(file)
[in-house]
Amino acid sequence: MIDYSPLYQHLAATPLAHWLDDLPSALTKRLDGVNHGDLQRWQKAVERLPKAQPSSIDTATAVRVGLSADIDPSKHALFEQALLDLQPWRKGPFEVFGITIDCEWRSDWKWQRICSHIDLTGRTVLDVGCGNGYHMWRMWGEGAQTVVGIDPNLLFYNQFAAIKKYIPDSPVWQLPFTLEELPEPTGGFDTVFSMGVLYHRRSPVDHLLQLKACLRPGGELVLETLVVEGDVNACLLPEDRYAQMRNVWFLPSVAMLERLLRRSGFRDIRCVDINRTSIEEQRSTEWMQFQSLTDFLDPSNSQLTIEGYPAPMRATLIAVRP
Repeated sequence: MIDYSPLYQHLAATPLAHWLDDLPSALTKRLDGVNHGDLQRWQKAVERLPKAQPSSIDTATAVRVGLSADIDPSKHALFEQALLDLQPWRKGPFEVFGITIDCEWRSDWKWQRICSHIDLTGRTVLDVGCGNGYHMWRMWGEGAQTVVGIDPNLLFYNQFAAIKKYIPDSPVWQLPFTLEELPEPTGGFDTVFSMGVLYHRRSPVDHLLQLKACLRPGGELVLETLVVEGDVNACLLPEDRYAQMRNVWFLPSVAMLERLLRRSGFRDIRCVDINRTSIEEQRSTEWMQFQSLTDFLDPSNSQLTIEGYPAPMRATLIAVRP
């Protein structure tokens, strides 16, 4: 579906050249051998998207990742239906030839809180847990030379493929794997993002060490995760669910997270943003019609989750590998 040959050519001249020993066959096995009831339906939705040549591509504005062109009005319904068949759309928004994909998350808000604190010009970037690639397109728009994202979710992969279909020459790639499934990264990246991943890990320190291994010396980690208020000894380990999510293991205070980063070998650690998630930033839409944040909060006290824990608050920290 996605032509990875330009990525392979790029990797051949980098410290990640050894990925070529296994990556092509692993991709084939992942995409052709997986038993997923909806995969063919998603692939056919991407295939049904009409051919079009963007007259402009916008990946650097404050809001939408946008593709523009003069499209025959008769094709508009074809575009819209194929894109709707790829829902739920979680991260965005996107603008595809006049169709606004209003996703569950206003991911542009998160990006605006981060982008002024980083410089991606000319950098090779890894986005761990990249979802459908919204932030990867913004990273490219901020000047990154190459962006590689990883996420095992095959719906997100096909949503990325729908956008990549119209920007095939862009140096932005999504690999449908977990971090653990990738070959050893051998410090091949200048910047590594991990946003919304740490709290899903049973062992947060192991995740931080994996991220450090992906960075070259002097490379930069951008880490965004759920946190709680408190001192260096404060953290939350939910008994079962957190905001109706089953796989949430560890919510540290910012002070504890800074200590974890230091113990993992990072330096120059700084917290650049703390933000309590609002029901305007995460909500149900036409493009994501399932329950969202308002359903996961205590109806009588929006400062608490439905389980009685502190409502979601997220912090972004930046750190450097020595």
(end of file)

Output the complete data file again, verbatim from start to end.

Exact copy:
[in-house]
Amino acid sequence: MIDYSPLYQHLAATPLAHWLDDLPSALTKRLDGVNHGDLQRWQKAVERLPKAQPSSIDTATAVRVGLSADIDPSKHALFEQALLDLQPWRKGPFEVFGITIDCEWRSDWKWQRICSHIDLTGRTVLDVGCGNGYHMWRMWGEGAQTVVGIDPNLLFYNQFAAIKKYIPDSPVWQLPFTLEELPEPTGGFDTVFSMGVLYHRRSPVDHLLQLKACLRPGGELVLETLVVEGDVNACLLPEDRYAQMRNVWFLPSVAMLERLLRRSGFRDIRCVDINRTSIEEQRSTEWMQFQSLTDFLDPSNSQLTIEGYPAPMRATLIAVRP
Repeated sequence: MIDYSPLYQHLAATPLAHWLDDLPSALTKRLDGVNHGDLQRWQKAVERLPKAQPSSIDTATAVRVGLSADIDPSKHALFEQALLDLQPWRKGPFEVFGITIDCEWRSDWKWQRICSHIDLTGRTVLDVGCGNGYHMWRMWGEGAQTVVGIDPNLLFYNQFAAIKKYIPDSPVWQLPFTLEELPEPTGGFDTVFSMGVLYHRRSPVDHLLQLKACLRPGGELVLETLVVEGDVNACLLPEDRYAQMRNVWFLPSVAMLERLLRRSGFRDIRCVDINRTSIEEQRSTEWMQFQSLTDFLDPSNSQLTIEGYPAPMRATLIAVRP
């Protein structure tokens, strides 16, 4: 579906050249051998998207990742239906030839809180847990030379493929794997993002060490995760669910997270943003019609989750590998 040959050519001249020993066959096995009831339906939705040549591509504005062109009005319904068949759309928004994909998350808000604190010009970037690639397109728009994202979710992969279909020459790639499934990264990246991943890990320190291994010396980690208020000894380990999510293991205070980063070998650690998630930033839409944040909060006290824990608050920290 996605032509990875330009990525392979790029990797051949980098410290990640050894990925070529296994990556092509692993991709084939992942995409052709997986038993997923909806995969063919998603692939056919991407295939049904009409051919079009963007007259402009916008990946650097404050809001939408946008593709523009003069499209025959008769094709508009074809575009819209194929894109709707790829829902739920979680991260965005996107603008595809006049169709606004209003996703569950206003991911542009998160990006605006981060982008002024980083410089991606000319950098090779890894986005761990990249979802459908919204932030990867913004990273490219901020000047990154190459962006590689990883996420095992095959719906997100096909949503990325729908956008990549119209920007095939862009140096932005999504690999449908977990971090653990990738070959050893051998410090091949200048910047590594991990946003919304740490709290899903049973062992947060192991995740931080994996991220450090992906960075070259002097490379930069951008880490965004759920946190709680408190001192260096404060953290939350939910008994079962957190905001109706089953796989949430560890919510540290910012002070504890800074200590974890230091113990993992990072330096120059700084917290650049703390933000309590609002029901305007995460909500149900036409493009994501399932329950969202308002359903996961205590109806009588929006400062608490439905389980009685502190409502979601997220912090972004930046750190450097020595």